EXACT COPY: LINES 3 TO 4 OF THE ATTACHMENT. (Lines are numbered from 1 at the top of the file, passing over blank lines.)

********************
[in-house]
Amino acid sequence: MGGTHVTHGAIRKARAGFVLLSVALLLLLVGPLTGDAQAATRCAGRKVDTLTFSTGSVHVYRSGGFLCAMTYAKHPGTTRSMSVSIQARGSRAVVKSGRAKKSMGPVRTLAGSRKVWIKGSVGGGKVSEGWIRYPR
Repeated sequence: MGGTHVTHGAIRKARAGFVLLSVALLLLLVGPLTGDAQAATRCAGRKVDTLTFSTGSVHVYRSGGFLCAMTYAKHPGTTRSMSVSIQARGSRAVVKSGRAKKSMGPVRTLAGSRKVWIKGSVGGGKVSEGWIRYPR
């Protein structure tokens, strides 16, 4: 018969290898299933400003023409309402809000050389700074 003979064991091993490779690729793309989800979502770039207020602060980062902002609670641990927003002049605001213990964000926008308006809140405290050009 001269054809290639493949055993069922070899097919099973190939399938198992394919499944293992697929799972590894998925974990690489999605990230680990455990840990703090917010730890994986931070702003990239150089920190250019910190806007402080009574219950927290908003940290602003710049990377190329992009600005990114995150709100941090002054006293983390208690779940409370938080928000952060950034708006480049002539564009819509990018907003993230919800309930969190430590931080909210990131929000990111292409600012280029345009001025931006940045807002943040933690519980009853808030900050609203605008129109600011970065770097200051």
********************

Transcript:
Repeated sequence: MGGTHVTHGAIRKARAGFVLLSVALLLLLVGPLTGDAQAATRCAGRKVDTLTFSTGSVHVYRSGGFLCAMTYAKHPGTTRSMSVSIQARGSRAVVKSGRAKKSMGPVRTLAGSRKVWIKGSVGGGKVSEGWIRYPR
């Protein structure tokens, strides 16, 4: 018969290898299933400003023409309402809000050389700074 003979064991091993490779690729793309989800979502770039207020602060980062902002609670641990927003002049605001213990964000926008308006809140405290050009 001269054809290639493949055993069922070899097919099973190939399938198992394919499944293992697929799972590894998925974990690489999605990230680990455990840990703090917010730890994986931070702003990239150089920190250019910190806007402080009574219950927290908003940290602003710049990377190329992009600005990114995150709100941090002054006293983390208690779940409370938080928000952060950034708006480049002539564009819509990018907003993230919800309930969190430590931080909210990131929000990111292409600012280029345009001025931006940045807002943040933690519980009853808030900050609203605008129109600011970065770097200051």